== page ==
What is the relationship between ISO 26000 (Guidance on Social Responsibility see https://www.iso.org/iso-26000-social-responsibility.html ) and the involvement of organisations in helping to achieve RoSPA’s vision of ‘Life free from serious accidental injury’?
At one level, particularly in relation to ‘labour practices’, it might seem limited to things like having adequate health safety management in place, which is covered of course by ISO 45001, the international standard for health and safety management. But then of course, there is ISO 39001 which deals with corporate road safety. Other elements of the standard, such as a socially responsible approach to consumer issues, to the environment, to involvement in community development – not to mention fairness, openness and accountability – all suggest that ensuring corporate values, policies, strategies and plans to reduce unintentional injury should be a the heart of what it is to be a modern, socially responsible organisation. Safety is an all pervasive issue and something that lies at the heart of CSR.
ISO 26000 however only gives guidance on social responsibility but it seeks to define what it means, and what issues an organisation needs to address in order to operate in a socially responsible manner. And it suggests what is best practice in implementing social responsibility. It contains voluntary guidance, not requirements, and therefore, unlike ISO standards on OS&H, on quality and on the environment, it is not for use as a certification standard.
This recognises perhaps that CSR is a long journey and not a state of corporate grace that any organisation can achieve any time soon. It is a constant aspiration where there will always be distance between an organisation’s CSR goals and its operating reality. It is thus not a destination that will ever be reached but a way of businesses operating in a challenging world to deliver a whole variety of forms of stakeholder value while mitigating risks and being open to challenge about their goals and all aspects of their performance.
Safety and the protection of people from unintentional harms is a key part of that. And that is a whole lot more than just ensuring compliance with things like health and safety law, road traffic law, consumer safety law and so on (although that in itself is a fairly massive CSR challenge). It is ultimately about the real values and perceptions, which guide the people who make up the organisation at every level. So, while it may be possible to audit CSR performance by reviewing progress in relation to all the key elements and their sub-components that are listed in 26000, another tell-tale approach might be to construct a ‘culture audit’ around a particular challenge. Because it goes right to the heart of the way an organisation operates, safety and accident prevention in their widest sense could well be one of the best culture threads to follow.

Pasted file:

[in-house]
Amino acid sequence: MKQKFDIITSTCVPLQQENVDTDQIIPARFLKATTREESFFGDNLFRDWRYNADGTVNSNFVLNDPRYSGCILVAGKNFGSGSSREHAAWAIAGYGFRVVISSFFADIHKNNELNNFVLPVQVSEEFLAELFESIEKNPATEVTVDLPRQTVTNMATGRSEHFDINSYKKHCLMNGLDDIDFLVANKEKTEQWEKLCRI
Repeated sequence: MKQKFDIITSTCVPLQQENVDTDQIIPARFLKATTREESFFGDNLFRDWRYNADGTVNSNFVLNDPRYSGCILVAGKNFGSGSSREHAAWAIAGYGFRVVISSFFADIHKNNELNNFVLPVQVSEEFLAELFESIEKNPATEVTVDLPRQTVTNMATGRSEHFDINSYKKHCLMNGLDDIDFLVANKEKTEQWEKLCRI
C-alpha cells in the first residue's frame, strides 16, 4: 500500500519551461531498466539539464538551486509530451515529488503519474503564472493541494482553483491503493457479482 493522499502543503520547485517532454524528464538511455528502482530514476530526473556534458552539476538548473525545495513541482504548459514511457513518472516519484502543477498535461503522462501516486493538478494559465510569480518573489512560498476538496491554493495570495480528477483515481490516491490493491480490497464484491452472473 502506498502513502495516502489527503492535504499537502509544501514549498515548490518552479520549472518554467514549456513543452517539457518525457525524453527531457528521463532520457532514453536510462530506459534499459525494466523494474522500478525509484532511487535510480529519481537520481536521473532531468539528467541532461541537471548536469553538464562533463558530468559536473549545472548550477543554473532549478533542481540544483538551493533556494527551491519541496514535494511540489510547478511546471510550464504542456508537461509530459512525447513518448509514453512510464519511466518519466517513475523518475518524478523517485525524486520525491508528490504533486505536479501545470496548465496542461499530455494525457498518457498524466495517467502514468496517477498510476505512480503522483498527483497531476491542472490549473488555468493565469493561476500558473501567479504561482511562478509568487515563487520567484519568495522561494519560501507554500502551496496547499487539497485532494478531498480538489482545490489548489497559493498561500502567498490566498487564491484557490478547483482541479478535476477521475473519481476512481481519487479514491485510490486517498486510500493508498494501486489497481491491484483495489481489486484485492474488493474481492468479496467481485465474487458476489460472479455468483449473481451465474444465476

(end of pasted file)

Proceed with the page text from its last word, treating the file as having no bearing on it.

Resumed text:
In the OS&H field there are variety of health safety culture measurement tools available (see EUOSHA https://osha.europa.eu/en/tools-and-publications/publications/reports/culture_assessment_soar_TEWE11005ENN). These look not just at espoused ‘O&H values’ (what people say) but the real perceptions of people (what they think privately) at different levels in an organisation – and it is worth bearing in mind that these are the vital things which ultimately keep workers and others safe when systems are stretched and ‘the chips are down’. RoSPA would be more than willing to work with CSR committed organisations to build on these approaches to examine their overall approach to tackling preventable harms arising from their operations. While CSR is a commitment from the highest levels of management in an organisation, its delivery is actually all about what is really going on inside the hearts and heads of its people. Understanding in reality how they value and perceive these things could be a very useful diagnostic for looking at CSR health generally.